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THE ALBANY LAW JOURNAL.

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Blood appears to mischief to the person or the property or to the ation, and there is good name, was of sufficient importance to destros t the devisor con- | the threatened party's freedom, the law would not the decree of the enforce any contract which he might be induced by lat if the devisees such means to make.' 1 Pars. Cont. *393-395; 1 he will to enable | Chit. Cont. 269–273; Silliman v. U. S., 101 C. S. rit, the same de- 465. The first part of the foregoing quotation is a ignation of those fair statement of the more rigid rule, the latter of

just as indefinite | the more lenient rule, in respect to duresa. De-
in the will. We fendant's answer is insufficient under either rule.
howing an inten. In most, if not all

, of the reported cases, where a
) the persons ap- party has been relieved from liability on a contract
lled 'trustees,' or on the ground that the same was obtained from him
cept those whom by duress, or threats amounting to duress, it will be

by the descrip-ound that the duress or threats were not only up-
s and sisters, of lawsui, but that the contract thus obtained was es-

Blood, who are sentially anjust toward the party seeking relief from
y authority at the it. Adam: 5. Schiffér, 11 Colo. 30-33; 17 Pac. Rep.
ary to enter or. a 21; White v. neylman, 34 Penn. St. 142; Calling v.
es and trusts and Westbury, a Bar, 211; Craford v. Cato, 22 Gs. 594;
urt can be called 'yn v. Glenn, 41 Mich. 112; Scholey v. Mumford,
se is valid, there 60 N. Y. 498. In this case the answer avers that

ARGUED before. Alveg. Podo

, and Bryan, MeSherry,

ir devise, and to defendant and his partner were threatened with e or devisee com- suit by plaintiffs "inless defendant should execute ate named or de- the note. But it Iso appears that their debt to

This court has plaintiffs was much greater than the amount of the ary association in note demanded; hence it was lawful for plaintifs ass no title (.18- to sue if they could not otherwise obtain a satisfac

Gil. 260); that tory settlement. The property of defendant's firm a its firm name was also threatened with attachment. Presumably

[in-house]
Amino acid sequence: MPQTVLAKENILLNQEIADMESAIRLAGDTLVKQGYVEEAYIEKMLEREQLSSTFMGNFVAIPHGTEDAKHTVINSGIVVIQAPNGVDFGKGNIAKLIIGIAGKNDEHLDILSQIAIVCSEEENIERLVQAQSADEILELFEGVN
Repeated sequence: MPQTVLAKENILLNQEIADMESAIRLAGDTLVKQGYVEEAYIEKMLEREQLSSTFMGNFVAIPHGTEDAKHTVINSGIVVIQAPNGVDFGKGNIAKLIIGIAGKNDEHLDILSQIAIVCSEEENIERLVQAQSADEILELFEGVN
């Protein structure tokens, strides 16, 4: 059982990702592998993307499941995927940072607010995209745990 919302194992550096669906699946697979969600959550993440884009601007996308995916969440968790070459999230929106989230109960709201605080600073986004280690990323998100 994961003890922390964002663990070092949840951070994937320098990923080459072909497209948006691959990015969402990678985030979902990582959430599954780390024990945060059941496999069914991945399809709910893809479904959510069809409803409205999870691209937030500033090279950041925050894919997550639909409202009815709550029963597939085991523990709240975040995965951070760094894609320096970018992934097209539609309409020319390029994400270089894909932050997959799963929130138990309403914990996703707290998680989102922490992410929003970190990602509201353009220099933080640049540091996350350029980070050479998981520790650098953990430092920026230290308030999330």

Mendenhall, 18 it was liable to attachment; at least the answer o8, 26 Minn, 201; does not negative such liability. It is alleged that

in the last case plaintiffs promised to give credit to defendant's firm. n name contains The answer shows that plaintiffs did give such le title may vest credit. The answer does not however show the er. s that where the tent of the credit promised, either as to time or ice, and there is amount; hence no legal or reasonable ground ap3 no such element pears for defendant's belief that plaintiffs would devisees are no give all the credit his firm desired. The answer vers of a certain avers that defendant feared that his business trould

of the same stroke or poison in another county, within presented on demurrer to the third and fourth counts one year thereafter, the offender shall be tried in the

of the indictment is one in regard to which some court within whose jurisdiction such county lies where the

doubts, it would appear, were entertained in the early stroke or poison was given." Held, that where the blow

These doubts seem was struck in Maryland, and death ensued in Pennsyl- days of the English common law. vania, the venue in an indictment for murder was prop

to have had their foundation in certain maxinis and erly laid in the county where the blow was struck.

practice that originally obtained in respect to the Where a sick juror had been separated from his fellow jurors venue for the trial of facts, the reason for which has

during a recess of the court, before verdict, and it ap- long since ceased to exist; it being supposed, in the peared that he had not been tampered with, a motion to early periods of the English law, that it was necessary discharge the jury was rightly overruled.

that the jury should come from the vicinage where the matters of fact occurred, and therefore be better quali

fied to investigate and discover the truth of the traus. , Page, JJ.

action than persons living at a distance from the scene C. C. Crothers, Rob. C. Thackery and G. Y. Mayna

could be. Hence the venue was always regarded as a dier, for appellant.

matter of substance, and where, at the common law,

the commission of an offense was commenced in one John P. Poe, Atty.-Gen., for the State.

county and consummated in another, the venue could

be laid in neither, and the offender went altogether ALVEY, C. J. This appeal, taken under the act of

unpunished. And even in the case of murder, if the 1892 (cbap. 506), enacted as section 77, article 5, of the

mortal wound was inflicted or poison administered in Code, is from the final judgment of the court below,